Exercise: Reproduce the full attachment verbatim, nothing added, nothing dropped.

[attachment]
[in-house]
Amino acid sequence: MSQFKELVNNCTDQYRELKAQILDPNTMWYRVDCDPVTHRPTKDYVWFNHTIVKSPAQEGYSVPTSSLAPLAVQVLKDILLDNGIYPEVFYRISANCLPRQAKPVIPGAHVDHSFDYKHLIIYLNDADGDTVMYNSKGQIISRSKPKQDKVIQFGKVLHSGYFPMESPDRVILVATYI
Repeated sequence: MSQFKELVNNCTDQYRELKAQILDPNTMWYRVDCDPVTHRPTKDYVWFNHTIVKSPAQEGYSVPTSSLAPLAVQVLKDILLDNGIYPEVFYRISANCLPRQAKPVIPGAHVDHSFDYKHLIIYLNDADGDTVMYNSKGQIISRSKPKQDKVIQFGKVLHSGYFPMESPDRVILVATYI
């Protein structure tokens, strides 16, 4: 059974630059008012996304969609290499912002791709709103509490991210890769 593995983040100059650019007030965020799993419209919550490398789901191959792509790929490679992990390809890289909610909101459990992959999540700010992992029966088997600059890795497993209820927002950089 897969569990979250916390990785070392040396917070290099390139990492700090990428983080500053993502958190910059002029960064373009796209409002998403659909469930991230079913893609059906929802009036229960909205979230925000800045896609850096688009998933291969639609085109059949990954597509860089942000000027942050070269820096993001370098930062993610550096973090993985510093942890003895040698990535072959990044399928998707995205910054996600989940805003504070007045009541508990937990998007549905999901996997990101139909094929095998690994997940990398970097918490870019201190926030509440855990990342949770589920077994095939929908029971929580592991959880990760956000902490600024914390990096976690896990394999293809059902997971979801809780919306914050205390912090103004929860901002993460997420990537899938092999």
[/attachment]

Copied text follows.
[in-house]
Amino acid sequence: MSQFKELVNNCTDQYRELKAQILDPNTMWYRVDCDPVTHRPTKDYVWFNHTIVKSPAQEGYSVPTSSLAPLAVQVLKDILLDNGIYPEVFYRISANCLPRQAKPVIPGAHVDHSFDYKHLIIYLNDADGDTVMYNSKGQIISRSKPKQDKVIQFGKVLHSGYFPMESPDRVILVATYI
Repeated sequence: MSQFKELVNNCTDQYRELKAQILDPNTMWYRVDCDPVTHRPTKDYVWFNHTIVKSPAQEGYSVPTSSLAPLAVQVLKDILLDNGIYPEVFYRISANCLPRQAKPVIPGAHVDHSFDYKHLIIYLNDADGDTVMYNSKGQIISRSKPKQDKVIQFGKVLHSGYFPMESPDRVILVATYI
């Protein structure tokens, strides 16, 4: 059974630059008012996304969609290499912002791709709103509490991210890769 593995983040100059650019007030965020799993419209919550490398789901191959792509790929490679992990390809890289909610909101459990992959999540700010992992029966088997600059890795497993209820927002950089 897969569990979250916390990785070392040396917070290099390139990492700090990428983080500053993502958190910059002029960064373009796209409002998403659909469930991230079913893609059906929802009036229960909205979230925000800045896609850096688009998933291969639609085109059949990954597509860089942000000027942050070269820096993001370098930062993610550096973090993985510093942890003895040698990535072959990044399928998707995205910054996600989940805003504070007045009541508990937990998007549905999901996997990101139909094929095998690994997940990398970097918490870019201190926030509440855990990342949770589920077994095939929908029971929580592991959880990760956000902490600024914390990096976690896990394999293809059902997971979801809780919306914050205390912090103004929860901002993460997420990537899938092999």